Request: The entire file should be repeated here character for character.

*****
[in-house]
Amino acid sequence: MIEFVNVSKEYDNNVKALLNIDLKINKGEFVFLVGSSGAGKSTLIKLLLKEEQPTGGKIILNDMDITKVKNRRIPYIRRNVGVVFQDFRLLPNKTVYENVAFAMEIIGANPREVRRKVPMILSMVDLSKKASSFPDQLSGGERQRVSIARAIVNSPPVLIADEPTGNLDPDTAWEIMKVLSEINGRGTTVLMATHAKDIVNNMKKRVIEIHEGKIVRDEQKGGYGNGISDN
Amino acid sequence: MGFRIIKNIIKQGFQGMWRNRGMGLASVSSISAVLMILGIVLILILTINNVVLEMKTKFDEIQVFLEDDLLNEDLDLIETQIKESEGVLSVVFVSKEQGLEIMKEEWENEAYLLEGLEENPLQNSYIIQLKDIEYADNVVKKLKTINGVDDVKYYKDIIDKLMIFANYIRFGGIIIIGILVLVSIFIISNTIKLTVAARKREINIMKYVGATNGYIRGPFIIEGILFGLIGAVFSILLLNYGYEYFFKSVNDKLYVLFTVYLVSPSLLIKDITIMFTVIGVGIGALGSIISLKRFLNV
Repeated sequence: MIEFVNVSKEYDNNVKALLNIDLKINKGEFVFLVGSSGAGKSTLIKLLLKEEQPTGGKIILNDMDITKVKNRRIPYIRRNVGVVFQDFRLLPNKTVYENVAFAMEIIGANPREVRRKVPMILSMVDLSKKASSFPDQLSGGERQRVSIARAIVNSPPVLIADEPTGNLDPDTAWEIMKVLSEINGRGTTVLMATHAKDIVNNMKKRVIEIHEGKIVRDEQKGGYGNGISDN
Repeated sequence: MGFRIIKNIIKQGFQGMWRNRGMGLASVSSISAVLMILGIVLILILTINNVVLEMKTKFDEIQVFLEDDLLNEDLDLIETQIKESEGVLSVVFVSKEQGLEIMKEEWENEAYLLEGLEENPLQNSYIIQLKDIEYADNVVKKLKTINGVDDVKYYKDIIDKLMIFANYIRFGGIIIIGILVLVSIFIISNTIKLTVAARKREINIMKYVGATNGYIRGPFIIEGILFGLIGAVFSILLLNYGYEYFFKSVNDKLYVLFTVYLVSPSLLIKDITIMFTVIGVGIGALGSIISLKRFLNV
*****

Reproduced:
[in-house]
Amino acid sequence: MIEFVNVSKEYDNNVKALLNIDLKINKGEFVFLVGSSGAGKSTLIKLLLKEEQPTGGKIILNDMDITKVKNRRIPYIRRNVGVVFQDFRLLPNKTVYENVAFAMEIIGANPREVRRKVPMILSMVDLSKKASSFPDQLSGGERQRVSIARAIVNSPPVLIADEPTGNLDPDTAWEIMKVLSEINGRGTTVLMATHAKDIVNNMKKRVIEIHEGKIVRDEQKGGYGNGISDN
Amino acid sequence: MGFRIIKNIIKQGFQGMWRNRGMGLASVSSISAVLMILGIVLILILTINNVVLEMKTKFDEIQVFLEDDLLNEDLDLIETQIKESEGVLSVVFVSKEQGLEIMKEEWENEAYLLEGLEENPLQNSYIIQLKDIEYADNVVKKLKTINGVDDVKYYKDIIDKLMIFANYIRFGGIIIIGILVLVSIFIISNTIKLTVAARKREINIMKYVGATNGYIRGPFIIEGILFGLIGAVFSILLLNYGYEYFFKSVNDKLYVLFTVYLVSPSLLIKDITIMFTVIGVGIGALGSIISLKRFLNV
Repeated sequence: MIEFVNVSKEYDNNVKALLNIDLKINKGEFVFLVGSSGAGKSTLIKLLLKEEQPTGGKIILNDMDITKVKNRRIPYIRRNVGVVFQDFRLLPNKTVYENVAFAMEIIGANPREVRRKVPMILSMVDLSKKASSFPDQLSGGERQRVSIARAIVNSPPVLIADEPTGNLDPDTAWEIMKVLSEINGRGTTVLMATHAKDIVNNMKKRVIEIHEGKIVRDEQKGGYGNGISDN
Repeated sequence: MGFRIIKNIIKQGFQGMWRNRGMGLASVSSISAVLMILGIVLILILTINNVVLEMKTKFDEIQVFLEDDLLNEDLDLIETQIKESEGVLSVVFVSKEQGLEIMKEEWENEAYLLEGLEENPLQNSYIIQLKDIEYADNVVKKLKTINGVDDVKYYKDIIDKLMIFANYIRFGGIIIIGILVLVSIFIISNTIKLTVAARKREINIMKYVGATNGYIRGPFIIEGILFGLIGAVFSILLLNYGYEYFFKSVNDKLYVLFTVYLVSPSLLIKDITIMFTVIGVGIGALGSIISLKRFLNV